Virginia Health Services is hiring for nurses at all levels. Join a team that takes pride in its employees and values the work of nurses. Read more about the available positions on the VHS Careers page.

Virginia Health Services thanks its nursing team for its dedication to the care for its patients and residents.

James River DON shares wisdom from many years with VHS

Virginia Health Services is shining a light on our team members. We want to spotlight the roles our team members play to support individuals to live their best life and showcase the VHS culture. With National Nurses Day on Friday, we are highlighting James River’s Director of Nursing Peggy Evans, who has been a part of the Virginia Health Services family since the 1980s.

There is something about Virginia Health Services that keeps Peggy Evans coming back.

Evans, the Director of Nursing (DON) at James River Nursing and Rehabilitation Center, is on her third stint with VHS. She started with the company as an LPN in the 1980s.

The elderly always has been her passion. She watched her grandparents get older, and says she wanted to make a difference after seeing her grandfather die from leukemia.

“I tried getting out of (working with elderly) a couple of times,” she says with a smile, “but it didn’t work. I wound up right back here.”

Evans left VHS the first time because her child arrived two months ahead of schedule. When she went back to work, it was with the VA as a charge nurse for spinal cord injuries. She worked with a doctor at TPMG and finished RN school.

That’s when she returned to nursing center care. She then became a trainer and after completing a computer course at CNU was traveling often. At some point, the travel between the tunnels became too much.

“I accepted for the third time with VHS and have been here ever since,” she said.

James River Nursing and Rehabilitation Center IP nurse Danielle Lynch chats with Director of Nursing Peggy Evans.

The DON

It’s the Residents and the staff who have kept her with Virginia Health Services, she said.

Evans was a trainer on the VHS education team, overseeing York, Gloucester and Lancashire. When the drive became too much — “I no longer have to fill up every week” — she returned as DON at James River in February 2021.

Peggy Evans looks at a woman filling glasses from a pitcher.
Evans chats with a team member filling drinking glasses for delivery to the Residents on the unit.

It was a difficult time for her. She had just lost her mother and had two other close deaths over the course of two years. Now her commute is six minutes from her home.

“I like what I do,” she said. “I’m a people person. I enjoy the families and the Residents.”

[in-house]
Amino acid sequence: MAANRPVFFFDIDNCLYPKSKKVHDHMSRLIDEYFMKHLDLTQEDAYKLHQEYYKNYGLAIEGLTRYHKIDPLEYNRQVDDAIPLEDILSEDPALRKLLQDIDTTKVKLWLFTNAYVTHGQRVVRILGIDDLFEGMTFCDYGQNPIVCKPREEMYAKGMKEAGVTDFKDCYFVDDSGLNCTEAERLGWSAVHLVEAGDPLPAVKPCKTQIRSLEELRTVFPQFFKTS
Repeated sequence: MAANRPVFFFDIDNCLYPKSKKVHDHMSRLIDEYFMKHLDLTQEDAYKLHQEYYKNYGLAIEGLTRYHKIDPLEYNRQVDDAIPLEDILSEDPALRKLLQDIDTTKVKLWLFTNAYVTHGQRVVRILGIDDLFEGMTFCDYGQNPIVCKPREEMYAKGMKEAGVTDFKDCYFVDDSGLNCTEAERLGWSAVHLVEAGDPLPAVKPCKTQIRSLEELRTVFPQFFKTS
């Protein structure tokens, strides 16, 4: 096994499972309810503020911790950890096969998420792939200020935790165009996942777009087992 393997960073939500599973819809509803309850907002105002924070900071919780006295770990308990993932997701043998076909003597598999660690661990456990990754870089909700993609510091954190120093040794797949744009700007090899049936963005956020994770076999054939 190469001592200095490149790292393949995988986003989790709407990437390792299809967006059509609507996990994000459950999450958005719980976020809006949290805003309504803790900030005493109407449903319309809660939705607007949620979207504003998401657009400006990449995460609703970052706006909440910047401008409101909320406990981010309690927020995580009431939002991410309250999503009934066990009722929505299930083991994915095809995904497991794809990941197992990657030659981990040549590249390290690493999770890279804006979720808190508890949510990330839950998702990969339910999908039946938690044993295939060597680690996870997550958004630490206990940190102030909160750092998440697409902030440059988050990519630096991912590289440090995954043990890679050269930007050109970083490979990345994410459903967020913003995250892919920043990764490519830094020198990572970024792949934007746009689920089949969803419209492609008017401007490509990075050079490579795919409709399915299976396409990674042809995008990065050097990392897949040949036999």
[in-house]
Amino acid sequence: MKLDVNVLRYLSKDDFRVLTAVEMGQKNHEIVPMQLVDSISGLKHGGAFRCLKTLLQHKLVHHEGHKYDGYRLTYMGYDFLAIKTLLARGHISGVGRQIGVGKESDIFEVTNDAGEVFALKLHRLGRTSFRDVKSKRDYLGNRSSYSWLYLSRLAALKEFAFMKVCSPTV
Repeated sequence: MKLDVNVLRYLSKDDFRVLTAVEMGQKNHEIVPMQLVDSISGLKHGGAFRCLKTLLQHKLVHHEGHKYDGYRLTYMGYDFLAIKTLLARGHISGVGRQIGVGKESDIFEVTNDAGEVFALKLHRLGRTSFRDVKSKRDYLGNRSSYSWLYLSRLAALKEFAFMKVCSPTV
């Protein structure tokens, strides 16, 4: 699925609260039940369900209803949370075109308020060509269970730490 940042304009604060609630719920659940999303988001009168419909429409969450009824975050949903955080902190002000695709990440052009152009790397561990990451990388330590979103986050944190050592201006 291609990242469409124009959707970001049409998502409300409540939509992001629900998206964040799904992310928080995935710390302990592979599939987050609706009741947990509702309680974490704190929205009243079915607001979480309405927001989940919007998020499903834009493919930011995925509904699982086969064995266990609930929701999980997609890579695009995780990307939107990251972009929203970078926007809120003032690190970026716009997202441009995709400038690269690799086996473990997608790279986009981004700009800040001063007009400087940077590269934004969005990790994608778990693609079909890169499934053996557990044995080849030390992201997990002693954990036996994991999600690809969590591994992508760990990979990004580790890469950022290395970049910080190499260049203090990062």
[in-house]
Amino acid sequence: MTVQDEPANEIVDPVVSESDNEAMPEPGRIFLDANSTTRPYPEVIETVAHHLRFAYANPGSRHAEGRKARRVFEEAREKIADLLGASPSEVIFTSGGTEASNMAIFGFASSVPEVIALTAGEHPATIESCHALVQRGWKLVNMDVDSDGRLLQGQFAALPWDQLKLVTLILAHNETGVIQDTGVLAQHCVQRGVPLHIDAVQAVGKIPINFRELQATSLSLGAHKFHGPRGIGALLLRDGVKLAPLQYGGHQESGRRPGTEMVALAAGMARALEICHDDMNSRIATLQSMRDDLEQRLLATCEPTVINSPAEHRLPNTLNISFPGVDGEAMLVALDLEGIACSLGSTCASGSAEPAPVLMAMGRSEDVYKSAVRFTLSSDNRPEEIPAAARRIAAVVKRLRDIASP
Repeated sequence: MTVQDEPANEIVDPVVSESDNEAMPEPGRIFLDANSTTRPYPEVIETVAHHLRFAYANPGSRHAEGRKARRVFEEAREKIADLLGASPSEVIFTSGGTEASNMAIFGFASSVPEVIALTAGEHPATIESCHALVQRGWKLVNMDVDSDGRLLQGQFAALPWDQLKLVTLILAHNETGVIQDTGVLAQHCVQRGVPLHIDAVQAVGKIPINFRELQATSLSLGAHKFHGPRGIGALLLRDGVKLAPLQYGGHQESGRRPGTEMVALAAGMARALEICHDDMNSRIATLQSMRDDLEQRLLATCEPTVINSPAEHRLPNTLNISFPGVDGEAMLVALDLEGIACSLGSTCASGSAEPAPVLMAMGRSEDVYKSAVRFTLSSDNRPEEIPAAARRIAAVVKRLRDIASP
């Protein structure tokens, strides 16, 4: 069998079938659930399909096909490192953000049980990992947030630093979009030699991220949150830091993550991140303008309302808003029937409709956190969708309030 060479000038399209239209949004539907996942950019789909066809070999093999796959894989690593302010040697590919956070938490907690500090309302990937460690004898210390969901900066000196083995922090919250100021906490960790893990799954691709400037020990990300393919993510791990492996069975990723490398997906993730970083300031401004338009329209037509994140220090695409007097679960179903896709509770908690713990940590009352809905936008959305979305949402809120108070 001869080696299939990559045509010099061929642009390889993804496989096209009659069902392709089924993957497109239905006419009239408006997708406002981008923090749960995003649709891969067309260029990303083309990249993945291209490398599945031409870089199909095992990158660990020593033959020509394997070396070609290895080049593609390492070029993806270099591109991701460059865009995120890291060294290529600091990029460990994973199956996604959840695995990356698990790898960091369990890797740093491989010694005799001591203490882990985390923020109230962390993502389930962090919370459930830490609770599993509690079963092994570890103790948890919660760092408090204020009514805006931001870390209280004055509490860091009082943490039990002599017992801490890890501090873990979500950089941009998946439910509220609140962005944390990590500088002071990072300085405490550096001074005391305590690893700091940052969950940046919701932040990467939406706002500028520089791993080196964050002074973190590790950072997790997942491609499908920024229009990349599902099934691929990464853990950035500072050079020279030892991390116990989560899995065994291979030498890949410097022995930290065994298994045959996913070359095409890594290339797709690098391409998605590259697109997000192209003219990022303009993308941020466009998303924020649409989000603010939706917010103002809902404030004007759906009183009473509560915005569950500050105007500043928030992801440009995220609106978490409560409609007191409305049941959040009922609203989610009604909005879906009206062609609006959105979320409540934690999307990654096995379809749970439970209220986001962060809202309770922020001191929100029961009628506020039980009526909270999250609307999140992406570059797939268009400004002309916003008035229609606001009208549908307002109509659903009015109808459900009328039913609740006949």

She was resistant to being a RN — “I wanted hands on,” she said.

While the DON role is more paperwork than people some days, she says she can sneak in a cigarette occasionally with Residents. And she dances “when my bones, when my joints will let me.

“I like being involved and seeing a smile on their face.”

Words of wisdom

Evans has a lot of advice for new hires to her nursing team. And she says she faces them all with an open-door policy — “let’s talk through a problem or an issue.”

“I check on new hires at least once daily,” she says. “I like being out there (on the floor).”

Her best advice for a new hire: “Do what you’re supposed to do the right way, every day. … Then you don’t have to worry about how to do it the right way.”

She also suggests being receptive to constructive criticism.

And she recommends the nursing staff listen to the CNAs.

“They know the Residents best,” she said.

Some of the CNAs at James River have been there for 30 years. Some nurses too. Sometimes it takes time to get a seasoned employee on the same page as a new hire. Evans recommends patience.

“We admit families, too,” she said. “We all become a team and work together to help the Resident.

“A happy staff makes happy care.”

James River DON Peggy Evans speaks with two employees at the nurses station.
James River DON Peggy Evans speaks with two employees at a nurses station at James River Nursing and Rehabilitation Center.

VHS family

Virginia Health Services is Resident and employee oriented, she said.

What’s made Evans return to VHS time after time?

“VHS is family. I have been very well taken care of by VHS in my tenure here, even with all the hardships and deaths in my family,” she says.

And she leaves this nugget of wisdom, which is universally applicable: “I feel like change is good because it opens up another rainbow. It gets you going in another direction.”

Join the team

Virginia Health Services is hiring nurses, including several positions at James River. Want to work with Peggy? Apply for the ADON position, or as a CNA, LPN or RN. Visit vahs.com/careers for a complete list of job opportunities at James River and with VHS.